The First Americans
I write this flying back from the Native Public Media and Native American Journalists Association joint conference in Tempe, AZ. The weekend left me with conflicting conclusions. On the one hand, I saw excitement, entrepreneurship, and a host of innovative approaches to bring telecommunications and media infrastructure to Native lands. I saw clever and information-filled websites, learned about new radio and Internet news outlets, and sensed high hopes that upcoming spectrum auctions would hasten the arrival of wireless and high-speed broadband to Indian Country and other Native areas.
On the other hand, high-speed broadband service remains a stranger to most Native Americans—and by “most” I mean 90-95 per cent of them. It has been aptly remarked that the nation’s first Americans are also the least-served Americans when it comes to the availability of communications infrastructure. And get this: only about two-thirds of our sisters and brothers living in Indian Country have even plain old telephone service! No gigabytes for them, no DSL, a paucity of wireless, very little ability to make that 9-1-1 emergency call that can spell the difference between survival and death. Not even a pay phone nearby. Most folks reading this will be, like me, hard-put to even grasp how crippling these gaps are.
So today’s reality in Indian Country is not a slowly-shrinking communications gap that is on its way to closure. It is instead a widening communications gap consigning yet another generation of Native Americans to a future bereft of the tools they need to become fully participating citizens in Twenty-first Century life.
When I became an FCC Commissioner in 2001, I had only the shadow of an idea about how different life is in our Native lands. I decided to learn more and traveled to Indian Country and Native Alaskan villages—places where the “have-nots” vastly out-number the “haves,” where poverty prevails over plenty, and where even the people who awake to hope in the morning go to bed in disappointment at night. It was an eye-opening education for this newly-minted Commissioner. It wasn’t the reality I hoped to find, but it was the reality I needed to know. Clearly, I determined, I would try to help.
Unfortunately, 2001 was not the best of times to implement creative communications programs for Native Americans—or, for that matter, any Americans. Washington, DC, was still in the grip of the misguided assumption that the magic of the “free market” would solve all problems, including the build-out of basic communications and broadband networks to every corner of the land. Government, remember, wasn’t the solution to anything; government was the problem. Bush 43 was, if anything, more adamant about it than the Gipper himself. What a price we all paid for that! The costs were even higher for Native Americans. To them it meant still more years of national neglect, economic calamity, and, too often, social devastation. Denied even rudimentary telephone service, they didn’t have any chance at all for a helping hand when it came to broadband.
Things began to change after the 2008 elections. Congress and the President finally told the Federal Communications Commission to develop a national strategy for broadband deployment and adoption—something I had been pushing since my first day on the job. I joined Native leaders in pushing hard to make certain their lands were an integral part of the plan. And they were included. At the same time, we developed better and more respectful consultations, including a Native American Broadband Task Force which has been meeting ever since. At the FCC, then-Chairman Genachowski put Geoff Blackwell in charge of a new Office of Native Affairs and Policy. Geoff is as fine a public servant as you will find anywhere, and he has worked wonders with his small staff to advance such ideas as tribal priorities for Native radio, a Tribal Mobility Fund for wireless, and tribal incentives for the new Connect America Fund that is transitioning our Universal Service program from the provision of basic phone service to broadband.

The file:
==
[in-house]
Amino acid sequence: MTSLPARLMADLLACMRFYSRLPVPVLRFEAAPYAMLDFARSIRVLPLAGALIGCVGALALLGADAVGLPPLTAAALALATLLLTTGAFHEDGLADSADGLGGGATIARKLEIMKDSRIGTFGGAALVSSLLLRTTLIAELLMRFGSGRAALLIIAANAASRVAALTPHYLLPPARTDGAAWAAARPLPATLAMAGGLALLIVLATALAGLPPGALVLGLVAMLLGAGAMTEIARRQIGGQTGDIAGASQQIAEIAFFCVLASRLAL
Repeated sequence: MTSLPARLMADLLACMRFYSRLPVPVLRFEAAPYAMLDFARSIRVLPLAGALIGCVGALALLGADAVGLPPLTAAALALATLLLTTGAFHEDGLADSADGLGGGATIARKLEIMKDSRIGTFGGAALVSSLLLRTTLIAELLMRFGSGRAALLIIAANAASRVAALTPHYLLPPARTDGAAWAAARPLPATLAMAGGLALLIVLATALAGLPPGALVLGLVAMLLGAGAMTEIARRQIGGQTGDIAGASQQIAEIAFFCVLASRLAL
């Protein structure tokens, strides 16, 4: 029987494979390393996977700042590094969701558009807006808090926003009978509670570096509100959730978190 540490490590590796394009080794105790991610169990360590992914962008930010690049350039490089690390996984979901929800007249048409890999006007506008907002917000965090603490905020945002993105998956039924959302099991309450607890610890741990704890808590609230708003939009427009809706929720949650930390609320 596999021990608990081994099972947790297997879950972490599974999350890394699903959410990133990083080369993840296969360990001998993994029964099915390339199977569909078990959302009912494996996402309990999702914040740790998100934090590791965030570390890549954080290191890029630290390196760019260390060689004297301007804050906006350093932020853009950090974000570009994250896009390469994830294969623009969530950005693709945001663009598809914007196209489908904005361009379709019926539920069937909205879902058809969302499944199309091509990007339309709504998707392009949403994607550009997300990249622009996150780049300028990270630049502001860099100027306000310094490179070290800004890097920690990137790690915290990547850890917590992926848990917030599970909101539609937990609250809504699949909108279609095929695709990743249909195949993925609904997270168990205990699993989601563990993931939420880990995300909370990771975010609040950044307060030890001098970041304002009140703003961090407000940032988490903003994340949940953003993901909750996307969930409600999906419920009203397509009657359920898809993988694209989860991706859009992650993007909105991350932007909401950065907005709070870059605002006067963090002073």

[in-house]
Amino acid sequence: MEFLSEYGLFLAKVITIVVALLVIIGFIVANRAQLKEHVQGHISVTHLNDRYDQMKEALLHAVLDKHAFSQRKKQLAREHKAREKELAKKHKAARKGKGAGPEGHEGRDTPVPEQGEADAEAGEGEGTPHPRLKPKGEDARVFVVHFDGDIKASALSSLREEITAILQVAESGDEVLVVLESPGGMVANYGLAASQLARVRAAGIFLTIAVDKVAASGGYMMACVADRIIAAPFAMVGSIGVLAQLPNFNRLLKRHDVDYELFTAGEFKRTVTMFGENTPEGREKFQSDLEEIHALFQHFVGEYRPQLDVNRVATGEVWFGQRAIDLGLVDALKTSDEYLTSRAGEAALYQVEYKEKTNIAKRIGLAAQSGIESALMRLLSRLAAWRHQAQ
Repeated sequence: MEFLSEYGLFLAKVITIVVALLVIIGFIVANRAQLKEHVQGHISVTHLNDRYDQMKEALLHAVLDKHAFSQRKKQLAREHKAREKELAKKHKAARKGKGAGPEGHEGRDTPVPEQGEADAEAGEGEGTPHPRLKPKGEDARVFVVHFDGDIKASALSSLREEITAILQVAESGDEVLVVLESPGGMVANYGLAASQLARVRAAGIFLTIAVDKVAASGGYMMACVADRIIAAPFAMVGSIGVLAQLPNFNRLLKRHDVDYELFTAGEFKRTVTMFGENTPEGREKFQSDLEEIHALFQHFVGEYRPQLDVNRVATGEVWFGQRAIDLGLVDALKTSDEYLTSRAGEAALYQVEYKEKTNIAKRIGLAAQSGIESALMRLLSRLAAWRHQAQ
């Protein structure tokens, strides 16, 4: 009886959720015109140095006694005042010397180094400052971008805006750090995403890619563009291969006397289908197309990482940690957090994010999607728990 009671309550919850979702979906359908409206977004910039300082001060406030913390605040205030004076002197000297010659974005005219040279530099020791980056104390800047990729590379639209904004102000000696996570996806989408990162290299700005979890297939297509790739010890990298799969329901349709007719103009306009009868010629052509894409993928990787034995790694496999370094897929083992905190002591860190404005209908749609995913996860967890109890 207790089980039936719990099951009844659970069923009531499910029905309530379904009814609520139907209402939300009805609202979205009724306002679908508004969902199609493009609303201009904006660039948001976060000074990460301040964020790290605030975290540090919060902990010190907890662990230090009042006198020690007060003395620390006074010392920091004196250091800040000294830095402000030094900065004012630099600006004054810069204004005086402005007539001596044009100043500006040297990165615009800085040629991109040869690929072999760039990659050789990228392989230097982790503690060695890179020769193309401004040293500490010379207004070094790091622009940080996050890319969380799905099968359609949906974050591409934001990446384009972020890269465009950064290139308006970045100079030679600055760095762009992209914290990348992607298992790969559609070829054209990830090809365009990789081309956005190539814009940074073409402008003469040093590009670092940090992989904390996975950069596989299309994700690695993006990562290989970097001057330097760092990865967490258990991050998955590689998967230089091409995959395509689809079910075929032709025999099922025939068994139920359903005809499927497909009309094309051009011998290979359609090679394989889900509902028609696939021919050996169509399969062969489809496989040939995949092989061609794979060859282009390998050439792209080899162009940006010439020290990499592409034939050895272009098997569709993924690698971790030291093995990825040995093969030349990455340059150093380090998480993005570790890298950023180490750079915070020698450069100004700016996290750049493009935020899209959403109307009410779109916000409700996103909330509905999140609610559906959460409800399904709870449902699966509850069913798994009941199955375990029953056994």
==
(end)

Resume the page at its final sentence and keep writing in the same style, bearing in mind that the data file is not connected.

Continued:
So we have some things to be happy about. But I am not so happy when it comes to looking at the big picture of where Native lands, or the country taken as a whole, actually is on the major telecommunications and media challenges confronting us today. In spite of a more enlightened approach in Washington, our telecommunications policies place huge obstacles on the road to ubiquitous broadband, and our media policies continue to snuff out the very local, independent and diverse voices America needs to help revive our economy and enhance our democracy.
In telecom, oligopoly (and in many places outright monopoly) has superseded competition, with the result that entrenched companies cherry-pick the neighborhoods of affluence and largely ignore the communities of the disadvantaged. Even in those areas where the telecom giants choose not to build because they can’t make fat enough profits, they have lobbied successfully in some 23 states for legislation precluding communities from building their own municipal networks. So much for people wanting to help themselves—and we were all told that was the American Way, weren’t we? Sadly, our public policies—executive, legislative and regulatory—have failed miserably to stem the advancing tide of telecom consolidation, and each week seems to bring still more big company mergers.
Government refusal to take on the entrenched telecom giants dooms competitive deployment, widens digital divides, and short-circuits the opportunity-creating potential that high-speed, low-cost broadband can bring to every man, woman and child in the land—no matter who they are, where they live, or the particular circumstances of their individual lives. It is the primary reason that the United States continues to show up as an also-ran in the global rankings of broadband performance. Your country and mine is still stuck in fifteenth place, according to a newly-released OECD report, while other ranking indices show us even lower on the bar than that.